William Shatner provides a classic performance as a guy who really doesn't enjoy flying. At 11:45, we see the final reveal: something really did rip up the wing of that plane. Although, it's odd that nobody else looked out the window and said, "hey, that wing looks pretty messed up!" Maybe it really was just all in his head. We suppose no one will know for sure except William Shatner ... and, of course, John Lithgow.
3. The "You Think They're Human, But They're Really a Doll/Mannequin/Alien/Robot" Ending
Episodes Which Use This Twist: "Five Characters in Search of an Exit," "The After Hours," "The Lateness of the Hour," "The Invaders," "Will the Real Martian Please Stand up?", "In His Image," "The Fugitive," "Black Leather Jackets," "Stopover in a Quiet Town"
More than anything, these endings played off of the pervasive American fear that any average-looking citizen could secretly be a dirty Commie. With the "gosh, I didn't know I was DEAD" twist, the dead sometimes do good things. That's not true with this twist: Almost always the things-wearing-human-disguises are out to take over the world, or are personified as creepy and evil. It's interesting that although the Cold War ended decades ago, these twists are still powerful.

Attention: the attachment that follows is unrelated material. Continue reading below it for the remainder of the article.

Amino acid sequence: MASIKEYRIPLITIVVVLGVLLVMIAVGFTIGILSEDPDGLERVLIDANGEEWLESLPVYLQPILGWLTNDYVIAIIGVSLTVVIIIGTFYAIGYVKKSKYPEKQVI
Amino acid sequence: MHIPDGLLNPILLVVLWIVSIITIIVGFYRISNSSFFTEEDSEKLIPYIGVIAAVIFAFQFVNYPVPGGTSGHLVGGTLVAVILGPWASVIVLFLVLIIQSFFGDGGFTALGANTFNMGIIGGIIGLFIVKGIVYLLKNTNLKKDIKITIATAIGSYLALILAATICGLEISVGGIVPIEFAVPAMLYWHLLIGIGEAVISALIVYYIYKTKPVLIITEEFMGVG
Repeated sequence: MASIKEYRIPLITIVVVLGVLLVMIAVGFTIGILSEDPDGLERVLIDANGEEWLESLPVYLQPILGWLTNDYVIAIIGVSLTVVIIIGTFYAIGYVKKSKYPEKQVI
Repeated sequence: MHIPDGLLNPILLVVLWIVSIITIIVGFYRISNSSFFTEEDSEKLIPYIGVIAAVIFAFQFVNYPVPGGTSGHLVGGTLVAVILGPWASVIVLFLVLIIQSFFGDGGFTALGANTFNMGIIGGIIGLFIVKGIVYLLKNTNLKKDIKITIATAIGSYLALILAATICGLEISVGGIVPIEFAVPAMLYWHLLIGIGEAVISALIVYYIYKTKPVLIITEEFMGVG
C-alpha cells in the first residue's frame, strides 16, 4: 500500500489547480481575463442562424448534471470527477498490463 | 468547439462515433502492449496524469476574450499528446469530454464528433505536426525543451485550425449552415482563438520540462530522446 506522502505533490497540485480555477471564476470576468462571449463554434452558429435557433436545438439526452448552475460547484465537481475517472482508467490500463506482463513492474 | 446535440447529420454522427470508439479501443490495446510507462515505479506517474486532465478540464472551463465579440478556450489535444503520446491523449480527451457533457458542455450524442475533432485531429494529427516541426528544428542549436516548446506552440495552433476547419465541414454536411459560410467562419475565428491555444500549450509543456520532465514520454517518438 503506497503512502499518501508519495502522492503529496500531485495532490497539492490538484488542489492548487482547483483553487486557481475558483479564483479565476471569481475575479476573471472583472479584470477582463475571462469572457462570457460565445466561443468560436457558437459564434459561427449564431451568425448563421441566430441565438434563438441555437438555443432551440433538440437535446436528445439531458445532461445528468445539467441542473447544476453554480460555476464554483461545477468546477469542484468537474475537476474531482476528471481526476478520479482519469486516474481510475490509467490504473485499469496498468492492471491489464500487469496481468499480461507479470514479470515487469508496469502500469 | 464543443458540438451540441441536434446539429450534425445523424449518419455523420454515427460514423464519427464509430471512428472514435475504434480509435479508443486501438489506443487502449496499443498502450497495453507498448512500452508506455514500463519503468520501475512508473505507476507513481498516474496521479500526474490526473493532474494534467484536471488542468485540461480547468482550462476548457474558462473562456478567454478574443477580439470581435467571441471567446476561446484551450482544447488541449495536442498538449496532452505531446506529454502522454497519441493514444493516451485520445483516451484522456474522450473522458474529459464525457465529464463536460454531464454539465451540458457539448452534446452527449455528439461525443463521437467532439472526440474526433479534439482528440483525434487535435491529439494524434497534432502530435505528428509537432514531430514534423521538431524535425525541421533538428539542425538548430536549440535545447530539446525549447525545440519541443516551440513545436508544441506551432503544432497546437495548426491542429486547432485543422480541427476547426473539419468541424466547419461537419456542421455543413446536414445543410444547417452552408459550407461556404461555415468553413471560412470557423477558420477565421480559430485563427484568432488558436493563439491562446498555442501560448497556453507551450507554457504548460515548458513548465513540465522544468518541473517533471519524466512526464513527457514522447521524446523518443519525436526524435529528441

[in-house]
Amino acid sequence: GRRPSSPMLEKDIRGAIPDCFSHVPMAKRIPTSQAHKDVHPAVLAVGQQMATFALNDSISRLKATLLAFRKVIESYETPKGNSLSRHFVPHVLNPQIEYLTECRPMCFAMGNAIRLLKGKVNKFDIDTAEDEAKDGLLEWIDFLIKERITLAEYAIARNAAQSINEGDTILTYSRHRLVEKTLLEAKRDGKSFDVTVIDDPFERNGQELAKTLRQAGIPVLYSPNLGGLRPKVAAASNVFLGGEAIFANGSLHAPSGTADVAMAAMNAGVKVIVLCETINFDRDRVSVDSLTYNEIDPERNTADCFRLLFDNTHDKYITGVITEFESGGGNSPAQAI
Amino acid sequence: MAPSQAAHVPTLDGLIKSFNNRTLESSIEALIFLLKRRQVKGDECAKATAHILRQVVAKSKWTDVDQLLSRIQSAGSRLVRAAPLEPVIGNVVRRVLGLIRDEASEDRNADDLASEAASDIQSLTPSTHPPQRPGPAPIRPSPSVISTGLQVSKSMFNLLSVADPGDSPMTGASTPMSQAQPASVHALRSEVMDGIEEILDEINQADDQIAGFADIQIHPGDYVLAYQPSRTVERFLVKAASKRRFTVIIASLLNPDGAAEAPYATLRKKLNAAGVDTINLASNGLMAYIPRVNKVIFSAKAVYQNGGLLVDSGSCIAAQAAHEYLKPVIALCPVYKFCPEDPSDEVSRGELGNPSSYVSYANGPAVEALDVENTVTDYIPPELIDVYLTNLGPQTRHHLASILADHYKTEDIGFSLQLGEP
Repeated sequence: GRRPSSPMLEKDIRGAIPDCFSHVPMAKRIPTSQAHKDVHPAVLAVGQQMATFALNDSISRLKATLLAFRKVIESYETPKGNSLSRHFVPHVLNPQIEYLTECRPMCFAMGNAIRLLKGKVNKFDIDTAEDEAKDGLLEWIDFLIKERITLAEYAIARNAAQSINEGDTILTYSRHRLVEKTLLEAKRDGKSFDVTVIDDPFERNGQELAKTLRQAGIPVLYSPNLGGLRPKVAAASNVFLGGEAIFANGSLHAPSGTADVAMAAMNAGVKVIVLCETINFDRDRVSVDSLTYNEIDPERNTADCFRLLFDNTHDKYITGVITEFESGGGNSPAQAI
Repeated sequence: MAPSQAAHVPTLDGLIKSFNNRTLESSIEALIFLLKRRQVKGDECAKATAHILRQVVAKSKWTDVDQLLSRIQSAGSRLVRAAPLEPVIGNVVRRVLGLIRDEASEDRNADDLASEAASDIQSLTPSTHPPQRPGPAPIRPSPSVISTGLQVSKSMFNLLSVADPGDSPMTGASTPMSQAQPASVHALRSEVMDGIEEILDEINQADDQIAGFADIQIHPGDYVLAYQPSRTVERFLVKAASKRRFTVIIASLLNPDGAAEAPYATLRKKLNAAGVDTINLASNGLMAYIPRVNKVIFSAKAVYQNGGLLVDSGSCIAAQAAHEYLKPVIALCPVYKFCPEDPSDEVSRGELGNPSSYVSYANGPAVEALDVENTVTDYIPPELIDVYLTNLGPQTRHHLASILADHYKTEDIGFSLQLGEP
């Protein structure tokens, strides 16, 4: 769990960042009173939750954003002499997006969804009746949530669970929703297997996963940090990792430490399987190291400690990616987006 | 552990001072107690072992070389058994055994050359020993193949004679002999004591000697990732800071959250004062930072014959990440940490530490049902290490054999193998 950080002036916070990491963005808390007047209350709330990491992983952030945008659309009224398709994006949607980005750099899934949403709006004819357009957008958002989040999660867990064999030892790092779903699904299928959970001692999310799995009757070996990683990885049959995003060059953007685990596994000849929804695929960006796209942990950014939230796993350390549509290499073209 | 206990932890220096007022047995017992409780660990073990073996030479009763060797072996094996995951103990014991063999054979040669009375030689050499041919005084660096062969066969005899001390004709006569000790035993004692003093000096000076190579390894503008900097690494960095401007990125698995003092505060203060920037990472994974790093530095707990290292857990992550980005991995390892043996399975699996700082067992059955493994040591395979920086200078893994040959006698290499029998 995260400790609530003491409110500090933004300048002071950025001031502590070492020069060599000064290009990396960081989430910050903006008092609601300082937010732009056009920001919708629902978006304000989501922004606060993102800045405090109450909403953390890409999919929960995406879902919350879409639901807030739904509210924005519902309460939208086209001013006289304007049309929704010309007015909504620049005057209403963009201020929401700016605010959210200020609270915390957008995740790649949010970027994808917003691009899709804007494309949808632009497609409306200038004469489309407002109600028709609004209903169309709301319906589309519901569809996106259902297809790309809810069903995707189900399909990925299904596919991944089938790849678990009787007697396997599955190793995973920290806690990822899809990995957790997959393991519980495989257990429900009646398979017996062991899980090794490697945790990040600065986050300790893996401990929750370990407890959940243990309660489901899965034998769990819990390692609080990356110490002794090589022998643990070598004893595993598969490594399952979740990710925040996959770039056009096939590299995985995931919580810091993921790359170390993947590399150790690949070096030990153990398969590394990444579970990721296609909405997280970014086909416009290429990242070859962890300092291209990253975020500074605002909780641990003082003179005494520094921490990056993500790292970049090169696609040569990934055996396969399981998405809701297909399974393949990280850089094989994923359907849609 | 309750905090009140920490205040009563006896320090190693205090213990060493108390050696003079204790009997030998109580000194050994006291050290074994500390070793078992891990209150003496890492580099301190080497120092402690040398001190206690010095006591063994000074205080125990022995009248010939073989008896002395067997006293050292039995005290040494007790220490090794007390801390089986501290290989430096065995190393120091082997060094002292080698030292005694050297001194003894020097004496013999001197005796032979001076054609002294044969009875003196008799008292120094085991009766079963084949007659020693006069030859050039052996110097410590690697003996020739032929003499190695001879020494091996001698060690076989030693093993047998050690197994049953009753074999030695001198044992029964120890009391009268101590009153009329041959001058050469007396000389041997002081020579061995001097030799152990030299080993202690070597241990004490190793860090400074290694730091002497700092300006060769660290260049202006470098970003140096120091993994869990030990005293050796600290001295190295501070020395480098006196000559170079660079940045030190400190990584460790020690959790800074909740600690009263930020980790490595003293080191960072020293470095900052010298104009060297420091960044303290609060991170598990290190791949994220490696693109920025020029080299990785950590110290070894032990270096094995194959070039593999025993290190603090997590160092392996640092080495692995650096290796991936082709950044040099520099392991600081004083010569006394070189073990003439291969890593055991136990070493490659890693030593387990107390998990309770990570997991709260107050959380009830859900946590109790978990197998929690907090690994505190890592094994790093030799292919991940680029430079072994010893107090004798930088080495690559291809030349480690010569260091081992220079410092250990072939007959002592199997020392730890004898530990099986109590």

The reveal starts at 4:57. A seemingly-innocent old man reveals he is from Mars. But then, in a super-duper DOUBLE reveal, the waiter reveals he is from Venus. If the first old man really wanted to zing the waiter, he could say "Well, I hear MEN are from Mars and WOMEN are from Venus." But he doesn't, so whatever.
It's interesting that TTZ watchers would be frightened by the notion of aliens colonizing the Earth. But, really, what they're afraid of is aliens colonizing THEIR country. Seriously, if aliens landed in real life and decided to colonize the heck out of Antarctica, would it really be so tragic? The only real mistake the aliens had in District 9 was landing in South Africa, given the country's stellar record of equal treatment.
4. The "They Went Back In Time, But Can't Change the Future" Ending
Episodes Which Use This Twist: "The Time Element," "Judgment Night," "Back There," "A Quality of Mercy," "No Time Like the Past," "Of Late I think of Cliffordville," "Spur of the Moment"
These are always a bummer, because it sucks for time travel to be portrayed as so useless. Seriously, some ordinary person does the impossible: travels back in time, and it doesn't really matter. Imagine the film The Butterfly Effect, except every time Ashton Kutcher's character jumps into the present, it's just him in the office with his notebooks and some guy pounding on the door.